Gallery of Soldiers, Sailors & Flyers
Monuments & memorials to fallen soldiers, sailors and airmen lost in war and other notable citizens.
The photos below are thumbnails. Click to open the full size photo gallery.
Great Lion at RestOakland Cemetery, Atlanta, Georgia, April 2005
The lion carved by T.M. Brady may be reminiscent of Bertel Thorvaldsen's “The Lion of Lucerne” in Switzerland, but it is a powerful memorial to the Unknown Confederate Dead, with the giant laying upon the Confederate flag.
Gettysburg Cemetery at SunsetCivil War Gettysburg National Cemetery, Gettysburg, PA, October 2007
Headstones of the Civil War dead stand row after row as the sun sets. In the background is one of many memorial statues.
Cowboy, Horse and Rider MemorialBoot Hill Cemetery, Ogallala, Nebraska
They were buried with their boots on, as the old saying goes. Boot Hill is the final resting place for many early westerners -- cowboys, settlers and drifters alike. Ogallala was once a booming cow town, back when the Union Pacific Railroad opened a market for cattle. In May of 2007, this bronze sculpture was dedicated to the men of who drove those Texas Longhorns across the plains.
George S. Bangs, Mail TrainRose Hill Cemetery, Chicago, Illinois
In 1875, Bangs created the Fast Mail service, establishing special trains that traveled between the major cities overnight to deliver the mail quickly to the major mail hubs. His first such train ran 900 miles between New York City and Chicago in one night, an almost unheard of delivery speed.
Haymarket Affair Riot MemorialWaldheim (Forest Home) Cemetery, Chicago, Illinois, August 2008
The Haymarket Riot in Chicago in May of 1886 killed several people and resulted in a highly controversial trial, followed by the executions of four men who may have been innocent. The American labor movement was dealt a severe setback, and the chaotic events resonated for many years.
The Spirit of Nursing MemorialArlington National Cemetery, Washington, DC
The memorial was erected in 1938 to commemorate the service and humanitarian work of nurses in the Army, Navy and Air Force. Created by sculptor Frances Rich, this Moderne style statue is made of sturdy Tennessee marble. It stands amongst the graves of nurses from all branches of military service and honors their work.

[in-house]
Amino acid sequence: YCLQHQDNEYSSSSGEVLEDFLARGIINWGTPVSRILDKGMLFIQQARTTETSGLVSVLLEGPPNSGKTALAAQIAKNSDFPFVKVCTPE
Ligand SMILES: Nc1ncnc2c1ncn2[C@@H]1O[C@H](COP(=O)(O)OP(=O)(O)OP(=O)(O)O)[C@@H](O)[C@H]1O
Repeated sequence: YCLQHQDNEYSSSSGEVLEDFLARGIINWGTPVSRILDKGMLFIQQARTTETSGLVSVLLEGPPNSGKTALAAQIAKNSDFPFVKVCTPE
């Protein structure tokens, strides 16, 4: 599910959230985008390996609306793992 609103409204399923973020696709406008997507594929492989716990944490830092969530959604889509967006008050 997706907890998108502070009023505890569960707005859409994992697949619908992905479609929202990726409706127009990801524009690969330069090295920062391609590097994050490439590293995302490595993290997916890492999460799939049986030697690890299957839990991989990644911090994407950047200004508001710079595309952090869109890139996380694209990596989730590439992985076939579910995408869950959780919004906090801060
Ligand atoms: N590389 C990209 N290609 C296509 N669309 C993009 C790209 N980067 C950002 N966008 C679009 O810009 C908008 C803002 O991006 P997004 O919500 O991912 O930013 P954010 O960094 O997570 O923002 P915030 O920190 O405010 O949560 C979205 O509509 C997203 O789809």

Edward Gerl, WWI VeteranCalvary Cemetery, Manitowoc, Wisconsin
Pvt. Gerl was aboard the ship Tuscania, which while carrying American troops to Europe, was torpedoed in 1918 by the German U-boat UB-77. The front of the memorial reads, “Lost his life in the English Channel May 24, 1918”. The top of the tree stump says, “In Memory of Edward 1888 – 1918”. This is not an entirely uncommon piece of statuary, though it is in unusually fine condition.
Without Fear and Without ReproachJanuary 6, 1838 - August 6, 1864
Cedar Hill Cemetery, Hartford, CT, May 2005
"Brave, Just, Generous and
Pure, Without Fear and
General Griffin A. Stedman, Civil War, sculpture by John M. Moffit. Stedman was a gallant and distinguished citizen, soldier and noble man. When he was mortally wounded on Aug. 6th, 1864, it was said, the army had lost one of it's finest soldiers
Lincoln's TombOak Ridge Cemetery, Springfield, Illinois
At the request of his loving wife, Mary, Abraham Lincoln’s remains were returned to his hometown of Springfield, Illinois. They were carried aboard a grand funeral train so citizens could come and mourn his loss. Nearly twenty days after his assassination, Lincoln was interred along with his son, Willie on May 4th, 1865. Young Willie had been buried in Washington, DC and was disinterred so he could be laid near his father.
Shuttle Columbia Disaster MemorialArlington National Cemetery, Washington, DC
February 1st, 2003, The Columbia Disaster, as it was termed, happened when at the end of its 28th mission, STS-107, the Space Shuttle Columbia disintegrated over Texas and Louisiana during re-entry into the Earth's atmosphere, resulting in the death of all seven crew members.
Tomb of the Unknown SoldierArlington National Cemetery, Washington, DC
HERE RESTS IN
KNOWN BUT TO GOD
Corel Sherwood, AviatrixWyuka Cemetery, Lincoln, Nebraska
Correl met Charles Lindbergh when they attended Lincoln Flight School together, and Lindbergh would often visit to help him work on building his airplane. He loaned Lindbergh money to leave Lincoln (a copy of the letter from Lindbergh returning the money is mounted on a marble pedestal next to Correl's grave marker). Upon his death, his mother Pearl received a letter from Charles Lindbergh expressing sympathy at Correl's passing.
Wreck of The VernonPioneer Rest Cemetery, Twin Rivers, Wisconsin
The passenger ship, Vernon, sunk on Lake Michigan near Twin Rivers, Wisconsin on Oct. 29, 1887. She departed for Chicago out of Mackinaw City. As the ship headed out across the lake, a northeast gale came up at about 10 PM. The weather steadily worsened, with huge waves developing. She sank between 3 and 4 AM the next day. Nineteen bodies were recovered, only one man survived. This grave marker is for eight of the unknown dead.